But as to your conflated definition of the law in play, the physiological difference itself is accounted for through the various family leave laws. This is not the law at issue in the case. The implications of the physiological difference, that a woman can not both be recovering/nursing/parenting/nurturing during the initial period of the child's life and accruing additional experience and providing value to an employer's clients (and the continuing similar, but less dramatic, choices that have to be made for the next 18 years), can only be managed through the suspension of the time-space continuum. I just wasn't aware we had become do grandiose in our prescriptions for anti-discrimination law. How well do people who go on leave perform in this alternate reality - average or better than those performing work in the real world? How about when they come back and chose to fulfill various familial obligations as opposed to putting in the extra hours of valuable work - do they perform at an average level or better than those performing work in the real world?

Yes, Brett, the physiological differences between men and women have practical implications--and that's precisely why we need laws to create parity where it does not exist naturally. If it existed naturally, we wouldn't need a law to make it happen.

The whole point of the law is to redress natural but undesirable disparities (for example, men are naturally stronger than women and children; doesn't your view of things mean that we shouldn't have laws against rape and child molestation but should just accept that those physical differences have practical consequences?).

What I couldn't tell from the story is what the allegations are. If the company punishes women in any way for taking off six weeks to have a baby, then that's absolutely wrong. If the complaint is the company expected the mother to work long hours after the six/eight week period--like everyone else--then the case was rightfully dismissed.

I could have made more money in the private sector, but took a government job because the 8-5 hours let me coach my son's little league teams. That was discrimination--that was my choice.

Just what we need, a finance sector entirely devoid of women with any plans to have families. I'm sure that will work out great.

If the law doesn't protect working mothers returning from pregnancy leave, then the problem is with the law, not the mothers (and you and your commenters are part of the problem for accepting that this is just how it is and there's nothing to be done about it).

I'm a proud feminist, but I have to say I think Preska is correct. And if a company does choose to have that type of culture, maybe it will be punished by talented women (and men) who choose to work at a different type of company (or, more likely, it won't). It may not be ideal, but it's not illegal.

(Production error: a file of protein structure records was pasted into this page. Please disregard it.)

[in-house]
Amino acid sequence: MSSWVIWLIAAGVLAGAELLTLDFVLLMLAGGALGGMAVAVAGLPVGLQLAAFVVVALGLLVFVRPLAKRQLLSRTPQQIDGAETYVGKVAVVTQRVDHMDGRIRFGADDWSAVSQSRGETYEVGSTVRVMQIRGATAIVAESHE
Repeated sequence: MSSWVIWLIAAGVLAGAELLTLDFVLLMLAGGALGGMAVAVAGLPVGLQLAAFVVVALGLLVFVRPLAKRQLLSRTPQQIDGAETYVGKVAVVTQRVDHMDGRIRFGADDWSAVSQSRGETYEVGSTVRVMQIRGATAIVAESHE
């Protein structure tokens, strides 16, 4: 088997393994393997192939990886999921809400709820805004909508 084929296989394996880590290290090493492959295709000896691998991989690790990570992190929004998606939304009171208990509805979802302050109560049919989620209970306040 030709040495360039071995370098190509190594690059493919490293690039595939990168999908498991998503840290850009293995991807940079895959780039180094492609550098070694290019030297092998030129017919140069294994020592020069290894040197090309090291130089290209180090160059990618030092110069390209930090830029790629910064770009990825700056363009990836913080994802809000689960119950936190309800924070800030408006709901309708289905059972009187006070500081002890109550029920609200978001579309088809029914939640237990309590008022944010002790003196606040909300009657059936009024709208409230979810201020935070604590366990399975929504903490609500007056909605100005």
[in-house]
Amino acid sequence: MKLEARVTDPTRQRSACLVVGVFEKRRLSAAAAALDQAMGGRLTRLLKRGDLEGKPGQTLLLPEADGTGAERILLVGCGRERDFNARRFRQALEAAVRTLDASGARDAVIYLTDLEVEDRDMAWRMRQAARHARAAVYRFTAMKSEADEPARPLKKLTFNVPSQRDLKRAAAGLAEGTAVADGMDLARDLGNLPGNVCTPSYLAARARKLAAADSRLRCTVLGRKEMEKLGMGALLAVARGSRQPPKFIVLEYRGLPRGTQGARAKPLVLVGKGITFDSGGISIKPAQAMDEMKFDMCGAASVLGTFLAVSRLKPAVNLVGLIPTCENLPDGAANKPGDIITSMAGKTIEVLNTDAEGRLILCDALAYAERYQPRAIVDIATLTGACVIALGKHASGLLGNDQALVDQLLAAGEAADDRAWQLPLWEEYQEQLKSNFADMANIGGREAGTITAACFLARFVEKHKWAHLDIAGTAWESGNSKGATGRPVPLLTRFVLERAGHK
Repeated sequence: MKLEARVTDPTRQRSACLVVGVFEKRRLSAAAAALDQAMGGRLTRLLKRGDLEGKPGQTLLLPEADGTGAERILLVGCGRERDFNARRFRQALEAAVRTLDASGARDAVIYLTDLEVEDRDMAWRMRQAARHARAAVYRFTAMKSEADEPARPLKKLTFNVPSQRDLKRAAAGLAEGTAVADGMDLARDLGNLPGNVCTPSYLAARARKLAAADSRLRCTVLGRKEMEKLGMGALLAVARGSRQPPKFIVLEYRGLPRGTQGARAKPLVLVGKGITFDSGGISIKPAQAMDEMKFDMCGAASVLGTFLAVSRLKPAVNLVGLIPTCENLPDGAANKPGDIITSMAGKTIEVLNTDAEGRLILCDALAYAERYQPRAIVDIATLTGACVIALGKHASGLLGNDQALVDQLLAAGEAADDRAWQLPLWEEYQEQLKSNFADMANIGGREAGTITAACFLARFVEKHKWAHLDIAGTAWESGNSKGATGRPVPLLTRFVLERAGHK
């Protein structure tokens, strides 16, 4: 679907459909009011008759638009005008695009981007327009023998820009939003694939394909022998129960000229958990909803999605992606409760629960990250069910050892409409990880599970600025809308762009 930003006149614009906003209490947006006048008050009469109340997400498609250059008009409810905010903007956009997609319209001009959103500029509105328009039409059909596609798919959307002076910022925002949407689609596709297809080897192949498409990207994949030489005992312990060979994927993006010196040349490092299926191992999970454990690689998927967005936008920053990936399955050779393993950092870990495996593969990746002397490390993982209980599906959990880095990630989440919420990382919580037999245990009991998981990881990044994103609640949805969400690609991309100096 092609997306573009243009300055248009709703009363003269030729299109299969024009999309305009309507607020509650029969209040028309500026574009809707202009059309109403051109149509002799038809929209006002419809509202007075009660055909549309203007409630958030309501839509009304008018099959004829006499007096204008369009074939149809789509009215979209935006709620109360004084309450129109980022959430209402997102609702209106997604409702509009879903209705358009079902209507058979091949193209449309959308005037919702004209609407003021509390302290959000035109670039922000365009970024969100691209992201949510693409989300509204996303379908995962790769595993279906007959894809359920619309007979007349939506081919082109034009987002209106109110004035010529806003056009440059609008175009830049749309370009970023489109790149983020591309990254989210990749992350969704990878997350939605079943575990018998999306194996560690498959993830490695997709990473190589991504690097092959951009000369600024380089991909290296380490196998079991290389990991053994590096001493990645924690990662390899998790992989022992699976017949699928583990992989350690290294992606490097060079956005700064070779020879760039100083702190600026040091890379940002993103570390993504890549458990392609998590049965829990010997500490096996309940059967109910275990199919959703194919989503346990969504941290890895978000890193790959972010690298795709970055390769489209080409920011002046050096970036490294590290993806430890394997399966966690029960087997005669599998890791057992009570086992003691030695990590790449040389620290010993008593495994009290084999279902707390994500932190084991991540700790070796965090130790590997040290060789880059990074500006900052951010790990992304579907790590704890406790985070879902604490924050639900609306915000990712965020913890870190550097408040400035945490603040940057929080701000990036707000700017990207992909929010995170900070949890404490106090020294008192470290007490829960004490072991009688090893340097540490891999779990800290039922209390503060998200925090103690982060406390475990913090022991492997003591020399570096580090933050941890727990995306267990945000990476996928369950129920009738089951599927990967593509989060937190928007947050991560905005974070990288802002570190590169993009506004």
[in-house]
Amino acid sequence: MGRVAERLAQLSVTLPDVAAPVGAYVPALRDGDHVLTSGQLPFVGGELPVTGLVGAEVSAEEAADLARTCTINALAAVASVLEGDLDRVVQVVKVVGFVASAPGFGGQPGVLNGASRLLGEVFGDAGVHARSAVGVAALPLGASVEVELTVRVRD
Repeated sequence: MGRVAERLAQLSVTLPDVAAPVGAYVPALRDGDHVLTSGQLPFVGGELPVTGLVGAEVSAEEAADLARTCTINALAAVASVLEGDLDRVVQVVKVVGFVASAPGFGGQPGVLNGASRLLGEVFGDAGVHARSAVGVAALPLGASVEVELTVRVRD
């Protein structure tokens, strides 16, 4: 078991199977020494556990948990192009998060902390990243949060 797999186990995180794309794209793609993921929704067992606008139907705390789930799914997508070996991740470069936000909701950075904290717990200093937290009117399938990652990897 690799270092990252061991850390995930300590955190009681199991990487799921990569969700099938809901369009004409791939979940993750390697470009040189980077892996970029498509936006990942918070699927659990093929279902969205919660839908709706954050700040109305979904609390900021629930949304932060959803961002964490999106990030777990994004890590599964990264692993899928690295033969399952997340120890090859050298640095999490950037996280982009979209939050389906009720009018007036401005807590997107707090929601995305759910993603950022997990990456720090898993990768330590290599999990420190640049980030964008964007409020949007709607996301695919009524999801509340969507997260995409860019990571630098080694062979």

If we're going to act like physiological differences between the sexes can have no practical implications, then why define this as a "working woman" issue? Maybe as a man with certain psychological needs for bonding, I need to take off three months every couple years to apporopriately address the psychological fragilities around my relationships with my children...why should this affect my career?

Why even limit this to kids...maybe the stressors associated with my (high paying) job are particularly trying for my constitution and a three month sabattical here and there will really get me back up to speed.

I think constraining this issue to "working women" is sexist and really unimaginative. This is the vanguard of sensitivity and diversity people --- come on!

But really, guess what...personal choices have consequences and the more this profession attempts to litigate them away, the more handicapped the citizenry becomes in being able to understand and evaluate the incentives provided in a capitalist society.

As usual, some Americans seem to confuse desirable cultural goals with things that should be illegal. Thank god judges like Preska actually remember that there is (and always should be) a difference.

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The Careerist takes an inside look at how lawyers shape their careers and manage their lives. The blog aims to dissect developments in the profession, provide useful information and advice, and give lawyers a platform to voice their views. The goal is to provide a fresh, provocative take on the state of lawyering.

About Vivia Chen

Vivia Chen

Vivia Chen, The Careerist's chief blogger, has been covering the business and culture of law firms for a decade. A former corporate lawyer, Chen is fascinated by those who thrive (as well as those who don't) in the legal profession. Her take: Success in the law (and life) doesn't always travel a linear path. If you have topics you'd like to discuss or information to share, contact her: VChen@alm.com